The management question: Do head coaches earn their reputation or is their success a product of their environment?

(Image courtesy of Michael Regan/Getty Images)

There is a perceived difference in standard between the top coaches and the very elite. But, in an alternate reality, what would happen if the best coaches didn’t always take charge of the best teams?

In a recent interview, Pep Guardiola openly admitted what many football fans have dared to temper his undoubted managerial greatness with: that he has only been successful because of the elite-level teams he has managed. In light of Pep’s comments and given how the Spaniard has suffered during this league campaign (relative to his side’s recent domination), the question must be asked once more: do the best coaches in the world earn their reputation and possess superior skills, or is the success of a manager a result of their surroundings and the level of challenge they are provided with? Is it truly a combination of both?

Speaking to Sky Sports (video below), interviewer Bianca Westwood responded to the Spaniard’s claim that he would love to win the Champions League every year but that he is “not good enough” by claiming “but you’re the best coach in the world!” Guardiola’s failure to do so during his time on Manchester has been the biggest criticism of his tenure, but his answer was honest, intriguing and insightful in equal measure; sparking debate once more about the merit of a coach’s success and career path.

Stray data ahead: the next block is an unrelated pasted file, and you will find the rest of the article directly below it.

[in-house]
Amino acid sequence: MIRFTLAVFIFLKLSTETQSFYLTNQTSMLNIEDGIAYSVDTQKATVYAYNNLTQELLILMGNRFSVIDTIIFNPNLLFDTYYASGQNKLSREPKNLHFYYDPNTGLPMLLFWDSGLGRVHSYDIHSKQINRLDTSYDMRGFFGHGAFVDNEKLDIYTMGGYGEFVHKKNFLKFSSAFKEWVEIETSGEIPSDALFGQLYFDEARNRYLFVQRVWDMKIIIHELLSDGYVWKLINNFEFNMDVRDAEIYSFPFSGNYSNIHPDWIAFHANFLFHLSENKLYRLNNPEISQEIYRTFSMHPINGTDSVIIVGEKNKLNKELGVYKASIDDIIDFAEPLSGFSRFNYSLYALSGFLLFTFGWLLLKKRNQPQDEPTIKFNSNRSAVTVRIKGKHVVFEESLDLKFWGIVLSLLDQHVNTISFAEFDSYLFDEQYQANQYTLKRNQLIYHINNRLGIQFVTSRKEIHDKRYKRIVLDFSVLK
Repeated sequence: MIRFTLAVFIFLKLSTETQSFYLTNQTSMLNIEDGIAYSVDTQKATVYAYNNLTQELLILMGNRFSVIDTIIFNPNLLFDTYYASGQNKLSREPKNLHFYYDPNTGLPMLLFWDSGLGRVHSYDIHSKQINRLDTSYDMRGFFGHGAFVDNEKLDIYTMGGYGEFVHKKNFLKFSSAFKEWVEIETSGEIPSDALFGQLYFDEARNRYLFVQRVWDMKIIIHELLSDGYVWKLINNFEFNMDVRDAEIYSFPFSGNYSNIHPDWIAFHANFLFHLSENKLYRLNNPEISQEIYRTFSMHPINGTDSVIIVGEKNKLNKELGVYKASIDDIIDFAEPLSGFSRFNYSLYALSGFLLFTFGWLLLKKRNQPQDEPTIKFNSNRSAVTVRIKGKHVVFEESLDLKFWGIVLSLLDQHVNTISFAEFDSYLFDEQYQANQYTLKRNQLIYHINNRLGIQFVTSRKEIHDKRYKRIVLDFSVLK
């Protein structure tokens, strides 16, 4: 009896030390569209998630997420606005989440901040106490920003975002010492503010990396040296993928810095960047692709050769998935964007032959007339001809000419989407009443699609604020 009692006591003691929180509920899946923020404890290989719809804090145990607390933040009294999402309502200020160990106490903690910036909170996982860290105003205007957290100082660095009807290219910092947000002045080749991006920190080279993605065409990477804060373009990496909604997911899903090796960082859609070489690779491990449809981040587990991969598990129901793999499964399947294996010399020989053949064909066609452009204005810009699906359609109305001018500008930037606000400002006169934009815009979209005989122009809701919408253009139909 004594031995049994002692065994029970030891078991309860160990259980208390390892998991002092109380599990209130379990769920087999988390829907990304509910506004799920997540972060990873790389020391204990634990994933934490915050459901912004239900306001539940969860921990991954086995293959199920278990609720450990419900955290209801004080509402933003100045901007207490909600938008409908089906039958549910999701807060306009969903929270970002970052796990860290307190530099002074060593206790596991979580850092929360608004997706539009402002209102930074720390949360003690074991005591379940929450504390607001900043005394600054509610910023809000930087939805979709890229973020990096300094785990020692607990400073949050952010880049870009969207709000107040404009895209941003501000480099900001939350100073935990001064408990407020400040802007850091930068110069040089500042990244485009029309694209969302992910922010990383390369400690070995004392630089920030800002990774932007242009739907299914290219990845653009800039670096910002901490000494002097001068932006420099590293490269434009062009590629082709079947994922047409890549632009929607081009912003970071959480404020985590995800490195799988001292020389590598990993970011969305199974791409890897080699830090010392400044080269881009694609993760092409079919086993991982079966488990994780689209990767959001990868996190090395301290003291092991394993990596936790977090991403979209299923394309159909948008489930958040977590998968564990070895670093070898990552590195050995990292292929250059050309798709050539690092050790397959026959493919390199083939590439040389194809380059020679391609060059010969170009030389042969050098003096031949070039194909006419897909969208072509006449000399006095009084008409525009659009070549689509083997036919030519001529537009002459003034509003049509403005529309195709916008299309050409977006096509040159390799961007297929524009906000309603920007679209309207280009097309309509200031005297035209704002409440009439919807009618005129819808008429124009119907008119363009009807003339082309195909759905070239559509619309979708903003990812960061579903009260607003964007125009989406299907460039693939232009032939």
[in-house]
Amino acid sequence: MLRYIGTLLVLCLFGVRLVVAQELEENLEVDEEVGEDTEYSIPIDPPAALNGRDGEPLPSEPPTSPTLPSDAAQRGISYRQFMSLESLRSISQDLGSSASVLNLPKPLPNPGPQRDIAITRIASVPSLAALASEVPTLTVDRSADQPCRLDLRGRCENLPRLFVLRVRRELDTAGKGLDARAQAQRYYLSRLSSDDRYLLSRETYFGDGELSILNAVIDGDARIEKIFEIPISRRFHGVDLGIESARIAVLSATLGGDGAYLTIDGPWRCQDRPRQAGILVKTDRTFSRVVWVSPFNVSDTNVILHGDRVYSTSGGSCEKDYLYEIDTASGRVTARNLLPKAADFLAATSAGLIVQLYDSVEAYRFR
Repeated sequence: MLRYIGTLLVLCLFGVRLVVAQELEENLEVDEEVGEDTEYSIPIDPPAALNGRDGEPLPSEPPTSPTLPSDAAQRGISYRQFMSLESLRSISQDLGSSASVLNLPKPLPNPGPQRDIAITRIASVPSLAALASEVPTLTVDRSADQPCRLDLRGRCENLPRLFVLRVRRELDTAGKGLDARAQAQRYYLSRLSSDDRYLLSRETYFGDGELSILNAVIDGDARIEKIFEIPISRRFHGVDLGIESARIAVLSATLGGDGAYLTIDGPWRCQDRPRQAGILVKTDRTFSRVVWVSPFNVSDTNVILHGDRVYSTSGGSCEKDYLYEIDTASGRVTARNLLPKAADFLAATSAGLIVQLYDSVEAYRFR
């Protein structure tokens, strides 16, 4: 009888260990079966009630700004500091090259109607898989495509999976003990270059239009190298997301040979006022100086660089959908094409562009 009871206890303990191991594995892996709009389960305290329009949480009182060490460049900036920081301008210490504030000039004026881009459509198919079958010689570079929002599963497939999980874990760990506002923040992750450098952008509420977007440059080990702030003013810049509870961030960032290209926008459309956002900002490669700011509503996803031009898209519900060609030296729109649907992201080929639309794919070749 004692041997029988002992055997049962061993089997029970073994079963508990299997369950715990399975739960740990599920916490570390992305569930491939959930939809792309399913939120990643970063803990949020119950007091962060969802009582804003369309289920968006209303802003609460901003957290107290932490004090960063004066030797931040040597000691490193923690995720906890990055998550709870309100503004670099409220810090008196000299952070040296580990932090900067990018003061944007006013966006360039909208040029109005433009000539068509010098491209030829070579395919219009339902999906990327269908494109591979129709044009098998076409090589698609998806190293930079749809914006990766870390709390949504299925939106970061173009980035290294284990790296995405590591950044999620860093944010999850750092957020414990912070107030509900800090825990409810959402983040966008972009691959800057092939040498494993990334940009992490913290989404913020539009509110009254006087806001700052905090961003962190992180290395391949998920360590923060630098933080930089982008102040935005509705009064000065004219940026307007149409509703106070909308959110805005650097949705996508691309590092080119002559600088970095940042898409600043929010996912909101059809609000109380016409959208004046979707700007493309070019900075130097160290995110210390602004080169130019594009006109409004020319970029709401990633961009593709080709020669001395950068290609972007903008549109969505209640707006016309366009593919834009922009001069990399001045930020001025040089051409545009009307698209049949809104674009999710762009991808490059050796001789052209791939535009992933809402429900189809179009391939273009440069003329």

“I was [the best],” he said, before continuing:

“Listen, what is the best coach in the world? I never felt I was the best, never in my life. 

“When I won six titles in a row at Barcelona, and won trebles, I never felt that. I won because I had extraordinary players in the big clubs. 

“There are incredible managers, they don’t have these players, they don’t have these big clubs. Give me a team that is not like Manchester City, I am not going to win.”

So, is Pep simply being honest and humble, or does he have a point? Having made the move from Barcelona B to the Catalan giants’ first team in 2008, he has since managed Bayern Munich in Germany and currently Manchester City in England. Now, he has been heavily linked with Italian football’s powerhouse Juventus come the end of the season, as a result of his current employers’ ongoing struggle with UEFA. Evidently, Guardiola’s roles have been limited to the wealthiest clubs in each country he has ventured to – those with the highest chance of succeeding.

However, success is relative and isn’t necessarily defined by trophies and points accumulation. When we collectively evaluate the success of coaches, it is our duty to consider factors such as the available financial budget, working conditions and the overall stature of the club they are at in relation to their ability to be successful.

This is the case this season more than ever, and as Guardiola himself alluded to, there are managers in the Premier League who are achieving extraordinary things, considering the above factors. Chris Wilder of Sheffield United is rightly held-up for his ability to overachieve and managing above expectations. Wilder has guided Sheffield United to the verge of European qualification; they currently sit in seventh place just one point behind Manchester United in fifth. Wilder himself has risen from English football’s non-league and managerial jobs at Bury, Oxford United and Northampton Town to get to his well-deserved Premier League standing. It has even been suggested that Wilder could be a future candidate for for the England national team job, indicating his remarkable achievements up to now.